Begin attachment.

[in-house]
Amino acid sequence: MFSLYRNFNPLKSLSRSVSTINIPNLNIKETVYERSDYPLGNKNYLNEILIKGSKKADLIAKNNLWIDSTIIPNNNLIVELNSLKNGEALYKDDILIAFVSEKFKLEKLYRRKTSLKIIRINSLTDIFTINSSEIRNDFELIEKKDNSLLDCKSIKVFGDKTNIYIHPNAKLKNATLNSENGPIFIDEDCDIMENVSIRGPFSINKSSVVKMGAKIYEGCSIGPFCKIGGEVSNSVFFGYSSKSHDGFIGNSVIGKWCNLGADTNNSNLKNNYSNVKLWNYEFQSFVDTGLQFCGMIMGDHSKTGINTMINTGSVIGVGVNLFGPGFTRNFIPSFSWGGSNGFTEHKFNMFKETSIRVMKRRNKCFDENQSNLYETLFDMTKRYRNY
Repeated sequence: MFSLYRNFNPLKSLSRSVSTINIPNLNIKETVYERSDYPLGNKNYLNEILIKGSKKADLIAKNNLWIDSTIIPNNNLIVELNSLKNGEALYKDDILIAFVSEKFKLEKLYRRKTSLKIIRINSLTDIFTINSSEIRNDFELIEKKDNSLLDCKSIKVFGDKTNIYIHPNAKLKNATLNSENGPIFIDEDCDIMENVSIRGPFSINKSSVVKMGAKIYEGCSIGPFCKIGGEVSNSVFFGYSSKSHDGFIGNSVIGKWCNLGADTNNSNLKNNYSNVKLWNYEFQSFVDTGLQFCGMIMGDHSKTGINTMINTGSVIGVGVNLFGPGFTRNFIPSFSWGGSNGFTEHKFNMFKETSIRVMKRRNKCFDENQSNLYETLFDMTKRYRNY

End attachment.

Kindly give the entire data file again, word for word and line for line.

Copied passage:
[in-house]
Amino acid sequence: MFSLYRNFNPLKSLSRSVSTINIPNLNIKETVYERSDYPLGNKNYLNEILIKGSKKADLIAKNNLWIDSTIIPNNNLIVELNSLKNGEALYKDDILIAFVSEKFKLEKLYRRKTSLKIIRINSLTDIFTINSSEIRNDFELIEKKDNSLLDCKSIKVFGDKTNIYIHPNAKLKNATLNSENGPIFIDEDCDIMENVSIRGPFSINKSSVVKMGAKIYEGCSIGPFCKIGGEVSNSVFFGYSSKSHDGFIGNSVIGKWCNLGADTNNSNLKNNYSNVKLWNYEFQSFVDTGLQFCGMIMGDHSKTGINTMINTGSVIGVGVNLFGPGFTRNFIPSFSWGGSNGFTEHKFNMFKETSIRVMKRRNKCFDENQSNLYETLFDMTKRYRNY
Repeated sequence: MFSLYRNFNPLKSLSRSVSTINIPNLNIKETVYERSDYPLGNKNYLNEILIKGSKKADLIAKNNLWIDSTIIPNNNLIVELNSLKNGEALYKDDILIAFVSEKFKLEKLYRRKTSLKIIRINSLTDIFTINSSEIRNDFELIEKKDNSLLDCKSIKVFGDKTNIYIHPNAKLKNATLNSENGPIFIDEDCDIMENVSIRGPFSINKSSVVKMGAKIYEGCSIGPFCKIGGEVSNSVFFGYSSKSHDGFIGNSVIGKWCNLGADTNNSNLKNNYSNVKLWNYEFQSFVDTGLQFCGMIMGDHSKTGINTMINTGSVIGVGVNLFGPGFTRNFIPSFSWGGSNGFTEHKFNMFKETSIRVMKRRNKCFDENQSNLYETLFDMTKRYRNY